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WHEN: Through April 2
WHERE: Albright-Knox Art Gallery, 1285 Delaware Ave.
TICKETS: $4, $3 seniors/students, under 12 free
INFO: 882-8700

Looking at the earliest Sean Scully pieces in this exhibition of works on paper is a very damped-down emotional experience. You don't so much look at these tiny, dark-toned paintings from the 1970s as wait -- like a visual seismograph -- for the first small tremor to occur.

And occur it does. If you're really paying attention, you might perceive a whole series of lovely little tremors emanating from this ensemble of narrow, interwoven stripes.

The slightest color differentiation -- a shift from warm to cool violet -- is enough to separate parts of a composition. The incidental relief caused by stripe crossing over stripe begins to animate the entire surface. (In these minimalist works the artist used strips of masking tape to create this basket-weave effect.)

But no galvanizing jolt comes. These are works that hang at the edges of perception, teasing out small feelings one increment at a time.

Then somewhere around 1980 the cataclysm happens. Abruptly the neat stripes of Scully's drawings begin to tip and bend and the once clean-edged lines go jagged. In a charcoal study from 1981 the artist jabs crudely at the paper, letting a rough series of broken marks form the lines. New blocky forms appear in this drawing, none of which can quite manage to stand straight and square. Scully is no longer working the edges of perception. Scully the minimalist is now Scully the expressionist. He will keep his stripes, but they will now be in the service of full-blown emotion.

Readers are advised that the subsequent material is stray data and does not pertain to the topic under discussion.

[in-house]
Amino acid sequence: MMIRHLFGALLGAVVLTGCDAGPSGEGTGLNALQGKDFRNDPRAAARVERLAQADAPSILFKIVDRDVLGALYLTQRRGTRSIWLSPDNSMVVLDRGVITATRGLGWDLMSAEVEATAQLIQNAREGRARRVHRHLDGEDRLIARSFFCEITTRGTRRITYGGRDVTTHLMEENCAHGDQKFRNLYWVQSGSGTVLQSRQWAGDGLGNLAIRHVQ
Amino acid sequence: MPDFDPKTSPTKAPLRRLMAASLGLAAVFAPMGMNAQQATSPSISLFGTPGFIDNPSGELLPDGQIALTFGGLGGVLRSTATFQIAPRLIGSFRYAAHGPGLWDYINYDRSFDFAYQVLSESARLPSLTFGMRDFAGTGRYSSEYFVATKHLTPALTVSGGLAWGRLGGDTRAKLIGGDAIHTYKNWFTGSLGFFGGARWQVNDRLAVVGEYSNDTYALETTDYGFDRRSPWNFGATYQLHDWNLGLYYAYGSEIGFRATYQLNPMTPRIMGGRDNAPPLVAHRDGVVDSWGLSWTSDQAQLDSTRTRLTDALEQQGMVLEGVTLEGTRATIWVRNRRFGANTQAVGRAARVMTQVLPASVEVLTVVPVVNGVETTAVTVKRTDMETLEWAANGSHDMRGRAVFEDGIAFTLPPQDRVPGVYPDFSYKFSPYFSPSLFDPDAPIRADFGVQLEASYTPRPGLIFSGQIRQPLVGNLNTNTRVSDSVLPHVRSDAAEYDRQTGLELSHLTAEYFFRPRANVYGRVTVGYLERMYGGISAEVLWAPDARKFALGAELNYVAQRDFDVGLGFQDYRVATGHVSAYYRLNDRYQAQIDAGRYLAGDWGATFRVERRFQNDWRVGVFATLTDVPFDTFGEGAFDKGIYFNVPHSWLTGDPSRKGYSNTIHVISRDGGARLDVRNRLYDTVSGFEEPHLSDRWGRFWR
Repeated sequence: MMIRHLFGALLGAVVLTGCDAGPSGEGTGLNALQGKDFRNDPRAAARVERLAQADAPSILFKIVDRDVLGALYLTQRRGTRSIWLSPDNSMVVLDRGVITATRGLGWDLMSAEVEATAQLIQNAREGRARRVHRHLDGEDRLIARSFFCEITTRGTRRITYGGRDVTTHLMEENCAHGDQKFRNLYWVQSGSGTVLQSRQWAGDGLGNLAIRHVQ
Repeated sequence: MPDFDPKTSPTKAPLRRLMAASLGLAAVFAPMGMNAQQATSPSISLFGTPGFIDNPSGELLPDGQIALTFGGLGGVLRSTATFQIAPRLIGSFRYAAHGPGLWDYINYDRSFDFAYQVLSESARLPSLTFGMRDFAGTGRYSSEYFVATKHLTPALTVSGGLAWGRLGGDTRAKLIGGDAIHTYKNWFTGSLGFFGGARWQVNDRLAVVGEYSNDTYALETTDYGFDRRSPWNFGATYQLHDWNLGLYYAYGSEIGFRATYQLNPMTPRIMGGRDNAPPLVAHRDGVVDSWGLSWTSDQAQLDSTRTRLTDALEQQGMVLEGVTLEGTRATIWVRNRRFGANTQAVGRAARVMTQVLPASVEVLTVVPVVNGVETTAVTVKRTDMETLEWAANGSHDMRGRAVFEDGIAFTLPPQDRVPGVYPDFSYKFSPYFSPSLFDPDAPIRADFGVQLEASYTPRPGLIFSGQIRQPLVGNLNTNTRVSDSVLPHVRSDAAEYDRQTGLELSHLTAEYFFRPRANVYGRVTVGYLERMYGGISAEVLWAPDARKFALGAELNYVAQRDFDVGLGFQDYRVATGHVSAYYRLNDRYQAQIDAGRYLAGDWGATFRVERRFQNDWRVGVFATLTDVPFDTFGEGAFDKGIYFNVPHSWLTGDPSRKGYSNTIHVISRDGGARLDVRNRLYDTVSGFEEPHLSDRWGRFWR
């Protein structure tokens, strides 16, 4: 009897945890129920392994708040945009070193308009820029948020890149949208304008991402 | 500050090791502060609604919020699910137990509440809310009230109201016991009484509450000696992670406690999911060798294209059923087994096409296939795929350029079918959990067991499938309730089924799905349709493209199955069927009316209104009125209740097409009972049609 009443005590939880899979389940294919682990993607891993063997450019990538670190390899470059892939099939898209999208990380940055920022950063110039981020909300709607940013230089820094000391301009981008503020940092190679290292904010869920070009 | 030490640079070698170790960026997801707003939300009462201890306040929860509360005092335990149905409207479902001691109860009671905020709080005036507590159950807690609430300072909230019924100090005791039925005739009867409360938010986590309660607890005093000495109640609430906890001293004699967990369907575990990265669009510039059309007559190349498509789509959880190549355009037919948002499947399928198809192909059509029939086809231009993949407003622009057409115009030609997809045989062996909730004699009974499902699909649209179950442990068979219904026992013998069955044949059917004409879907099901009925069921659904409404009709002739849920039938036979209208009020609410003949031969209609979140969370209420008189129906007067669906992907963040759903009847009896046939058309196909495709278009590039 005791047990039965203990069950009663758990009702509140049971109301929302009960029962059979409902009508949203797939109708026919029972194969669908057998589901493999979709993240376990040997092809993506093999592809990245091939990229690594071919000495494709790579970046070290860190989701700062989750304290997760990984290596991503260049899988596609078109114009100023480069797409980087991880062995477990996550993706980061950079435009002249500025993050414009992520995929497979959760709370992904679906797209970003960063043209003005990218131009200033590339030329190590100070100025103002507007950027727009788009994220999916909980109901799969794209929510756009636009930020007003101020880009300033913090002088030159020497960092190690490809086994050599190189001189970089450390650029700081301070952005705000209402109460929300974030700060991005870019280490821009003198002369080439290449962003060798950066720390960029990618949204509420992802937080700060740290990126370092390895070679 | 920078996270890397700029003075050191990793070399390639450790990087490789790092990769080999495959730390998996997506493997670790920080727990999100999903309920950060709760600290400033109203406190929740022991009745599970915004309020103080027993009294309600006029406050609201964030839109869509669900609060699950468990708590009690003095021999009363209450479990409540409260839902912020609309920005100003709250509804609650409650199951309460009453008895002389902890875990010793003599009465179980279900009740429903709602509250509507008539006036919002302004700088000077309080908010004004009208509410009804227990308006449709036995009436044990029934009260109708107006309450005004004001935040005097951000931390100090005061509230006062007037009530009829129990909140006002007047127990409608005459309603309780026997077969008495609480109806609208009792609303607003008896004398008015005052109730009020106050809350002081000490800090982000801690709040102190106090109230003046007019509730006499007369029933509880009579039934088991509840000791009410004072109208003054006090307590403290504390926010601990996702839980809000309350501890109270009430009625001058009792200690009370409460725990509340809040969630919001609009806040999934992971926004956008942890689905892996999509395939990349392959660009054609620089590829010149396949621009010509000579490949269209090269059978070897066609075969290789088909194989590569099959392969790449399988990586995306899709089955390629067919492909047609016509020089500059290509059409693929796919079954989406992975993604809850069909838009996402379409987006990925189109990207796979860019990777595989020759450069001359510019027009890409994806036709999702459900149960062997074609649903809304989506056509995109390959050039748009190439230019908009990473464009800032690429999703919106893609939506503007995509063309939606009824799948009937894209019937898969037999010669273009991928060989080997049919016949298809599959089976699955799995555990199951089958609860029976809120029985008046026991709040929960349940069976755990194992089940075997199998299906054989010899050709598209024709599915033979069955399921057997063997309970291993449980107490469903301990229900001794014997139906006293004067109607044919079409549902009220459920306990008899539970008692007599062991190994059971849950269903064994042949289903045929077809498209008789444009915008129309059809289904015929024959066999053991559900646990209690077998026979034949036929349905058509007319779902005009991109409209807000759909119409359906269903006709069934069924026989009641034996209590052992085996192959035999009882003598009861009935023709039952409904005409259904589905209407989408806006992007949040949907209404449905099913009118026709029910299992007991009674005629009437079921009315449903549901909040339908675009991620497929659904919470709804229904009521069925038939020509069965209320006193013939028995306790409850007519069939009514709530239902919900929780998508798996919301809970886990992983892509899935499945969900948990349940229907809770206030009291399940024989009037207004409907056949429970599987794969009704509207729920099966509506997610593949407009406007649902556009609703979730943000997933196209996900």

It is an amazing transformation.

Scully, an American artist born in Ireland, adheres to the old modernist values that see formal abstraction as a potent vehicle for the expression of a full spectrum of human feeling. His works don't change much in terms of form -- every image is a variation on a grid or stripe pattern -- but each piece charts out its own distinct expressive territory.

The mood of these works on paper -- like his better known paintings -- is often dark and brooding.

In "Durango" (1993), blackish, rough-hewn bars press against one another like some kind of out-of-whack post and lintel system. The sense of weight misplaced is so strong that the whole structure seems to barely hold itself together. There is something ominous about it, something dangerous. The feeling is augmented by what seems like a dirty subterranean light filtering into the heavy, off-white areas between the black beams.

Often enough Scully presents a "figure" -- a smaller and clearly separate boxlike form with contrasting color or form within -- set "in front" of a larger pattern.

An example can be seen in "Munich" (1996), a big pastel with an ingratiating ungainliness. The sheet is filled edge to edge by a fuzzy black and white checkerboard. An upright rectangle, divided horizontally with alternating red and orange stripes, rudely pushes into the picture at such an awkward spot that the checkerboard looks uncomfortably incomplete or lopsided. Scully prefers things that don't quite fit, the casual misalignment, a meeting of colors that gives a slight jolt to the senses. It is his monumental awkwardness that gives this powerful group of works on paper its great sense of drama, the feeling we are witnessing a colossal event that just might shake the earth to its core.

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